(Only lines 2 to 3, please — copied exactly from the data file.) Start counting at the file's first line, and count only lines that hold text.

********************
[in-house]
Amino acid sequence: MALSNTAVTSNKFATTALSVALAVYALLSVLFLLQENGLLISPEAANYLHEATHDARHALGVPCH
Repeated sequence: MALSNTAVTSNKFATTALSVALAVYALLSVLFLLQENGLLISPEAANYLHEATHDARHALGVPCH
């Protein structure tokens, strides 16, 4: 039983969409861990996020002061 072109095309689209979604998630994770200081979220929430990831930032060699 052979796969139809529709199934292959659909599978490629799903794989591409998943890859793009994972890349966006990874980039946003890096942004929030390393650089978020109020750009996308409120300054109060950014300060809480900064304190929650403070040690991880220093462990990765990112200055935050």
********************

Amino acid sequence: MALSNTAVTSNKFATTALSVALAVYALLSVLFLLQENGLLISPEAANYLHEATHDARHALGVPCH
Repeated sequence: MALSNTAVTSNKFATTALSVALAVYALLSVLFLLQENGLLISPEAANYLHEATHDARHALGVPCH